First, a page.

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May 25, 2020 . . . the Fallout

June 2, 2020

This post describes how I spent May 25th, 2020. I did what is called a “big day” in the birding world, as part of a fundraising event organized by Birds Canada called the Great Canadian Birdathon. The idea is to raise money for a good cause by trying the find as many bird species as you can in one day. Birds Canada allows birdathon participants to dedicate most of the funds raised to a nature charity of choice. My choice is the Bruce Peninsula Bird Observatory (BPBO), an organization that I co-founded in 2001. You can read about this history in my previous blog post. Now birdathon has its own rules, the main of which is to only count bird species that you are absolutely certain of observing. The rest is flexible, so my two birdathons had simple rules: stay within an approximate 3 kilometre perimeter of our apartment, travel only by foot or bicycle, and limit my observations to the same calendar day. Anything that I can identify by sight or sound, I can include on my list. So here is the account of this fascinating and very exciting day.

Yea, that’s me a year ago, in Peru on the Inca Trail overlooking Macchu Pichu

Ah, before launching into the account, I want to thank those of you who have already sponsored me or my BPBO Corvid-2020 Team. If you haven’t done that yet, I would deeply appreciate your support as would the entire BPBO community. Your support would make a huge difference for us in this very difficult year. BPBO’s mission to be the voice for birds on the Bruce Peninsula needs financial backing to pay our contractors, insurance, keep our website operating and help maintain our assets at the Cabot Head Research Station. Please give generously by going to this link.

Beep beep beep . . . I mechanically reach for my watch and stop the sound before it wakes my wife. So tempting to roll back over for five more minutes. “Don’t you dare” shouts a voice in my head, recalling times when those five minutes became three hours. So I throw myself from bed, pull on my underwear and leave the room, closing the door quietly behind me. On the couch is a neat pile of clothing: outdoor pants, sweatshirt, socks, ballcap, all ready for me. I dress quickly, hit the bathroom, down a cup of water, and head out onto the balcony. Four am. The wind is humid, warm and light from the south, and I realize the rain expected over night did not happen. Robins and Cardinals are starting to sing, but just as I consider what to do next the first drop of rain hits my face. Then it falls harder, and soon the bird song is completely muffled by the drum of rain drops. I head in and check the Weather Network radar map. It looks like the rain will move on by 6:30. I relent to my fatigue and return to bed, setting my timer for 1 hour. At 5:30 I am back on the balcony, slightly refreshed. The rain continues, but lighter. I hear Swainson’s Thrushes singing in the neighbourhood. That boosts my spirit, making me believe that a fallout has happened! So I make a coffee, grab a bagel, and return to my station on the balcony. Around 6:00 a strange honking sound grabs my attention just in time to look up and witness about 20 smallish dark geese fly rapidly just over our roof top, headed west directly away from me. These were Brant, a first for my birding from the balcony list, and a great birdathon species.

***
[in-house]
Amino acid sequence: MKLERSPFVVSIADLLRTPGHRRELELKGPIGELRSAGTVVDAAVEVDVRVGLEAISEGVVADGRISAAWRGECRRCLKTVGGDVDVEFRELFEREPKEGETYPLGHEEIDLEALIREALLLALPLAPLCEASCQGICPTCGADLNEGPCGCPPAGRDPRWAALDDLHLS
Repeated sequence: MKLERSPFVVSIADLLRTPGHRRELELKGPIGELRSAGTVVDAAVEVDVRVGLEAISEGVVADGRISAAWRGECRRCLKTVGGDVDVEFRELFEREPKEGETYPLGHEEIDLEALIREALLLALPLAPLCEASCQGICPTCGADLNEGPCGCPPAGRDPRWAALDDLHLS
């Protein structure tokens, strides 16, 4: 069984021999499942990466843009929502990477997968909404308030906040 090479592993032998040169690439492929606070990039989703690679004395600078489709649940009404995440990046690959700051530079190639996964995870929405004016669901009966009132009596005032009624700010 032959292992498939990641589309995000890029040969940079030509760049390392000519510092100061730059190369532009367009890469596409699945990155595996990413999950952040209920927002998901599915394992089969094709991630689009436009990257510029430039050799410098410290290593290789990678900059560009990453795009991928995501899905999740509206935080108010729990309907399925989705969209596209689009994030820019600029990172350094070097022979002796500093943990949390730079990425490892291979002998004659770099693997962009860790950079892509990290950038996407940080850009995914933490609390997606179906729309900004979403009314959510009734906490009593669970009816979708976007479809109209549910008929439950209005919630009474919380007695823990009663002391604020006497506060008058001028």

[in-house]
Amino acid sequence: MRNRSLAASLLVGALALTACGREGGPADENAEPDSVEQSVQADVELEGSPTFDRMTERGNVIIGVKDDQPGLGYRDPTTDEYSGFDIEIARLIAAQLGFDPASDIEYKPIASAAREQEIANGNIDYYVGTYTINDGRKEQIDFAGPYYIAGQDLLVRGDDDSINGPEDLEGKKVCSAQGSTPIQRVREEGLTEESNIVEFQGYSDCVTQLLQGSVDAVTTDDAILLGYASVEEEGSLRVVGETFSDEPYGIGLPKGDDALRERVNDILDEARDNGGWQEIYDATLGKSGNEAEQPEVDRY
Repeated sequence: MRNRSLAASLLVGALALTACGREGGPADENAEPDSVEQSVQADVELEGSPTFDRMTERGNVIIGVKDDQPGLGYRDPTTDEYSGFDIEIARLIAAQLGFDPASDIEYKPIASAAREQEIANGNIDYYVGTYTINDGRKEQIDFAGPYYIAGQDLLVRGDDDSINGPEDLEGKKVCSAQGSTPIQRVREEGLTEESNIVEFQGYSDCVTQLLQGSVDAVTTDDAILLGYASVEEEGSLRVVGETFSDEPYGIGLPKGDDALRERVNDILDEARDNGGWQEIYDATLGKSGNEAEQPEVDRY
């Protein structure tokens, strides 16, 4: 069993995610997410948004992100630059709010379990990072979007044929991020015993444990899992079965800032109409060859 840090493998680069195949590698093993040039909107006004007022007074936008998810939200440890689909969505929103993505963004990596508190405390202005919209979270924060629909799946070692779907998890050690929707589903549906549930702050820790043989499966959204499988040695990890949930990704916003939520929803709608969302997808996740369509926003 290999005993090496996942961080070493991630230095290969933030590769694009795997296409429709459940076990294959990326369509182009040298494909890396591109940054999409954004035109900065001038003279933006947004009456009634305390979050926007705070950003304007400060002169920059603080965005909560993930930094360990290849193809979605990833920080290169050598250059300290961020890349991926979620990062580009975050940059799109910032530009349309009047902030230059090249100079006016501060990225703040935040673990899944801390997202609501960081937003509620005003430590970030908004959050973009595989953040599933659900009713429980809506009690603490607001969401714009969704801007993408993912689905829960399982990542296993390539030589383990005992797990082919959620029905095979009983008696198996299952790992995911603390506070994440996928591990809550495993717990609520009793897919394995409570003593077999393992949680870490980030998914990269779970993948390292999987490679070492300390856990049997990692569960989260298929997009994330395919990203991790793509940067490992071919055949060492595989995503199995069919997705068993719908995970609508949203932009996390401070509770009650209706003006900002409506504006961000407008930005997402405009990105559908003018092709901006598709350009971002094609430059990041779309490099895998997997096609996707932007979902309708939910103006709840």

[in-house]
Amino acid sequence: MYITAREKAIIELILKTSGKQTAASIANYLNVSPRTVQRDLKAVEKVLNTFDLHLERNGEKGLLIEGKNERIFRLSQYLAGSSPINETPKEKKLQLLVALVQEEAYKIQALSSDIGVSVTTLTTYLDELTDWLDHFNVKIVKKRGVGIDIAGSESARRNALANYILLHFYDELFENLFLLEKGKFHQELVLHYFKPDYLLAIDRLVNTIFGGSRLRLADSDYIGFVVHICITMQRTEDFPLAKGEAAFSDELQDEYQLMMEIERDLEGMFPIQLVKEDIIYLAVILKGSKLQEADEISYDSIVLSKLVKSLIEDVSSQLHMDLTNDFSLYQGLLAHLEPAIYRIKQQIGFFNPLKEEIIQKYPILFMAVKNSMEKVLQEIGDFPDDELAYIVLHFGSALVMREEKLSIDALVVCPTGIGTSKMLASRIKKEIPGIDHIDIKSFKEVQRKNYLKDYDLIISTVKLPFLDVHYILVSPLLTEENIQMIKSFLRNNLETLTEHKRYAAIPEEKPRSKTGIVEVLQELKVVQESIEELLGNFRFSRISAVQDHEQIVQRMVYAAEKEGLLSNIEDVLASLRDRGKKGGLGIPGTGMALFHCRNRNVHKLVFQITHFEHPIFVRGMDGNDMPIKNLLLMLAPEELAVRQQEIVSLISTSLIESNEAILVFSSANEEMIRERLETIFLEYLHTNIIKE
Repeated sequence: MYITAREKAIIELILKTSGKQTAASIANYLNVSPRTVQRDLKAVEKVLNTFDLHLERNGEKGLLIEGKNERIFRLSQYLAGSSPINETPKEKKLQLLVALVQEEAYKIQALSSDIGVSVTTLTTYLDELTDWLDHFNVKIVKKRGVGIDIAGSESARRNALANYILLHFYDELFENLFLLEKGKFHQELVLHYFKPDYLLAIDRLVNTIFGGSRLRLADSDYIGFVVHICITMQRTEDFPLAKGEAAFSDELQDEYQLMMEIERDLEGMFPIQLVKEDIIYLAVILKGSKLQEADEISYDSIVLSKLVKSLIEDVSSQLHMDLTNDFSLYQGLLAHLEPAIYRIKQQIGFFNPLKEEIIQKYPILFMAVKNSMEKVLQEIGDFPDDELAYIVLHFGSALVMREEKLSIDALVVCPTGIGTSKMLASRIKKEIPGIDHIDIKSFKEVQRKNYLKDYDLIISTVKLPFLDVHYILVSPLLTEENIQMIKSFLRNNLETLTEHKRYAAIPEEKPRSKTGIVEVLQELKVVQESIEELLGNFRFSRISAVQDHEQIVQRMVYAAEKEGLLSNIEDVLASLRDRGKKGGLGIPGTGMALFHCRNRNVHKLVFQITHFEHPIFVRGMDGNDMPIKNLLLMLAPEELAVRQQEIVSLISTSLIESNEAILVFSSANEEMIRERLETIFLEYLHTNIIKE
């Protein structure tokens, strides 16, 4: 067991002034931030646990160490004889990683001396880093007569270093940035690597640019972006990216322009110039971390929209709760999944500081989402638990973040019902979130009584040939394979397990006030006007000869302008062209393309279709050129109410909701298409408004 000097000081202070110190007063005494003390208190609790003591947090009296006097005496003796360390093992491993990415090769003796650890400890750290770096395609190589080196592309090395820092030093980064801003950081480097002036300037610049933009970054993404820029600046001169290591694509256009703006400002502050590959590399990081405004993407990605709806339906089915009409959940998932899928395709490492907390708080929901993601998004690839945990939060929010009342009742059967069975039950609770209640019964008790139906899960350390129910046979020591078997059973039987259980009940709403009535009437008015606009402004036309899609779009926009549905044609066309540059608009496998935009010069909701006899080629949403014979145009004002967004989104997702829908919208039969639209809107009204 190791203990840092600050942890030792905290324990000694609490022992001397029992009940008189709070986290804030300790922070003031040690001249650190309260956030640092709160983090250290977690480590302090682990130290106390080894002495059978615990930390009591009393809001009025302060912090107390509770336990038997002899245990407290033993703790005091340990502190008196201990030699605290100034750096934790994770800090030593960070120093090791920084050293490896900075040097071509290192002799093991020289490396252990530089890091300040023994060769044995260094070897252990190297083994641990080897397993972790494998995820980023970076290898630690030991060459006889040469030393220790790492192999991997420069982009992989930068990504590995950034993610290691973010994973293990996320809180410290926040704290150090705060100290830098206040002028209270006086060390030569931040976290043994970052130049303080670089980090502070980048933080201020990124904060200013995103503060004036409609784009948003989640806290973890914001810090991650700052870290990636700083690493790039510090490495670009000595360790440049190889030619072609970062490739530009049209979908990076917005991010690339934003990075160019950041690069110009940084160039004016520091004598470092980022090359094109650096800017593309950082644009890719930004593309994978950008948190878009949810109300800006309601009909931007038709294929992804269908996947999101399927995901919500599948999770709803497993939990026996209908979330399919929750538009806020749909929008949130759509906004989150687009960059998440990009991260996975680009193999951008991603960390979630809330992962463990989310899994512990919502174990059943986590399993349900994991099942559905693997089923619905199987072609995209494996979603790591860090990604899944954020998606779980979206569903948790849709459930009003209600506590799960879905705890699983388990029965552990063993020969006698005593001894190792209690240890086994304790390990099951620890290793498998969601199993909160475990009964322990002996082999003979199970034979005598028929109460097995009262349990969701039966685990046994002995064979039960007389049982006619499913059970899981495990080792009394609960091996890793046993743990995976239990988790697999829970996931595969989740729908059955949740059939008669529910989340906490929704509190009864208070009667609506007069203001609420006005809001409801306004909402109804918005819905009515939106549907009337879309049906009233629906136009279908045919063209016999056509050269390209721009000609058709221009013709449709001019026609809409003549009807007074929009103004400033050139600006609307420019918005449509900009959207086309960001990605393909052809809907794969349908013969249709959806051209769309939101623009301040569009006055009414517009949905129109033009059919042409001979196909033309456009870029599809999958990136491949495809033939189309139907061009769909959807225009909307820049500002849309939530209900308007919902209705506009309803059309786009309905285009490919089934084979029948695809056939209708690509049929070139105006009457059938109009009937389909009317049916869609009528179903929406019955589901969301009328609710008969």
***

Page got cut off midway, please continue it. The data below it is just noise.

This flock of Brant were observed later in the day near Parque Moussette

This energized me. Brant were observed about a week before on the Ottawa river, but without any reports since, this was truly unexpected, as I had thought that this very ephemeral species had moved on towards its Arctic breeding grounds. Gatineau fortunately happens to be a pit stop on this goose’s migration between the Atlantic Ocean and its high Arctic breeding grounds. Over the next 30 minutes I heard several new species including Tennesse Warbler, a dull greyish-green bird with a distinctive accelerating song, Scarlet Tanagers, whose song has been described as a Robin with a sore throat, and the sweet whistles of Baltimore Orioles. What a start!

By 6:45 I was on my bike, heading into Gatineau Park, at a very slow pace. Swainson’s Thrushes were singing everywhere. By the time I reached the parking lot for the main entrance at 7:30, I had 10 warbler species including Bay-breasted and Cape May, plus four species of vireos, more than I observed on Birdathon-1. However, other species that I was expecting, including Winter Wren and Wood Thrush, were not at the rendez-vous. Was I too late, or had they moved on from the past week? I covered a similar path with my bike that I had the previous Sunday, but I started nearly two hours later because of the rain. I returned home about 9:00 am for a short breakfast, before heading down to the river behind the University on my bike with my scope in tow. A Blackpoll Warbler sang from just above me along the bike trail. As this species is another “ephemeral” migrant . . . there one day and gone the next . . . I took extra time to seek it out and photograph it with the new camera.

Blackpoll Warbler

From the lookout over the river, I could clearly see the bird colonies with the usual suspects – Ring-billed Gull the most numerous, followed by Double-crested Cormorant, with a handful of Black-crowned Night Herons and two pairs of Herring Gulls, at the highest points of the colony. I learned years before that it is not uncommon for a larger species of gull to nest at the highest point in these multi species colonies, and both island colonies were consistent with this pattern.